Does Melky Cabrera's PED Ban Actually Increase His Odds of a New York Comeback?
When the dust settled on this year's All-Star game in Kansas City, the National League had earned themselves home-field advantage in the World Series, and the San Francisco Giants put on a show as Matt Cain, Pablo Sandoval and Melky Cabrera showed just what a force the team could end up being in the NL West.
On a more individual basis, Cabrera had solidified himself as a clear candidate for a huge contract this offseason when he was set to enter free agency.
Heading into this week, Cabrera was batting nearly .350, leading the league in hits and runs scored, and was considered as a dark-horse candidate for NL MVP honors.
That all changed when he was given a 50-game suspension after testing positive for testosterone.
The Giants are still only a half game behind the rival Los Angeles Dodgers in the West, and while the race will likely go down to the final week of the season, Cabrera's absence will surely be felt.
But what does this suspension mean for Cabrera once the outfielder does make his way to free agency?
It's hard to imagine that any team will hand out a long-term contract worth upward of the $50 million he could have very well signed. As we've seen in the past, though, a positive test for PEDs isn't always a death penalty.
It was just a year ago that the Tampa Bay Rays took a chance on Manny Ramirez, handing him a $2 million contract on the heels of a suspension. They did so when Manny was a full decade older than Cabrera will be when the 2013 season rolls around.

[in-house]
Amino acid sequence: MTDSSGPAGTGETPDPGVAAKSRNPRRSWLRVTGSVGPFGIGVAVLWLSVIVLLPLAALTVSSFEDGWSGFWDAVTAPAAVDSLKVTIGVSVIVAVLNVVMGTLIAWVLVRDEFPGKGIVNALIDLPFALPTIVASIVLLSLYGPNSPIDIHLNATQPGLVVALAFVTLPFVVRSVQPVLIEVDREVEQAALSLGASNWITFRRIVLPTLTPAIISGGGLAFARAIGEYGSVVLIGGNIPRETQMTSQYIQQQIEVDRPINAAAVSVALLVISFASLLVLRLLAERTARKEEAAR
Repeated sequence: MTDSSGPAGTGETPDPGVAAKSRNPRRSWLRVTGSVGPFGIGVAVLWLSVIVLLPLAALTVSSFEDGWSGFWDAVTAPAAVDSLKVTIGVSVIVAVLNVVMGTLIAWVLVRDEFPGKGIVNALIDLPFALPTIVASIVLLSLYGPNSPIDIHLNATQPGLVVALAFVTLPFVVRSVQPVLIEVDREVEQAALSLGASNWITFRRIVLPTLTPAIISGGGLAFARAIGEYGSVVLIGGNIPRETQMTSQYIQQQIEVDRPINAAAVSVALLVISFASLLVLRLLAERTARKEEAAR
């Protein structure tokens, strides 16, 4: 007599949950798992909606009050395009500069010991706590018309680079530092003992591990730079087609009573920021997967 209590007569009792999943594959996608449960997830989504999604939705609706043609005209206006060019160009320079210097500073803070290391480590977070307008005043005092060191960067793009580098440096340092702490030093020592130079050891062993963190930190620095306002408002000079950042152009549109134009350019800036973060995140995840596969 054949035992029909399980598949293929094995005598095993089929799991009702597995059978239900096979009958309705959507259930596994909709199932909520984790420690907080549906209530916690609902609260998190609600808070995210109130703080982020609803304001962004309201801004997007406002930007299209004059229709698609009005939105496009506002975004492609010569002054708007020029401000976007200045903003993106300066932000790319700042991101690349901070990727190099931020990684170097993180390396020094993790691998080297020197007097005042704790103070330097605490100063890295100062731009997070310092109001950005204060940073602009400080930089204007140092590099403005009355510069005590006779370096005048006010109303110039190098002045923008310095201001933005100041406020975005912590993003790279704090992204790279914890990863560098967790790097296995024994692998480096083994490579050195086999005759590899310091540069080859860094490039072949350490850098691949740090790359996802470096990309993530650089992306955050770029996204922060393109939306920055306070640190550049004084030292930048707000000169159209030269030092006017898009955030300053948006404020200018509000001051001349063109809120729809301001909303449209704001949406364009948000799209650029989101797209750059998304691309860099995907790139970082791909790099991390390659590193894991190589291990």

Having just turned 28 a week ago, Cabrera certainly has plenty of gas left in the tank, so it isn't out of the question to think he'll opt for a one-year contract in a market where he can prove himself capable of performing at high levels once again—and doing so cleanly.
Enter the New York Mets.
The team will likely be in the market for outfield help when the offseason market opens up. With Cabrera posting decent enough numbers while with the New York Yankees, the Mets' front office knows that a big spotlight won't hinder his development.
We don't know how long Cabrera was using testosterone, but we do know that during his eight seasons in the league he's batted .284 while averaging nearly 70 RBI per season, including a 200-plus hit campaign last year when he batted .305 with the Kansas City Royals.
Only time will tell as to whether or not they're willing to take such a risk. With the team likely not in the best position to spend big money, it certainly can't hurt to take a flier on someone who knows how much work it will take to earn back the trust and respect of the baseball world.
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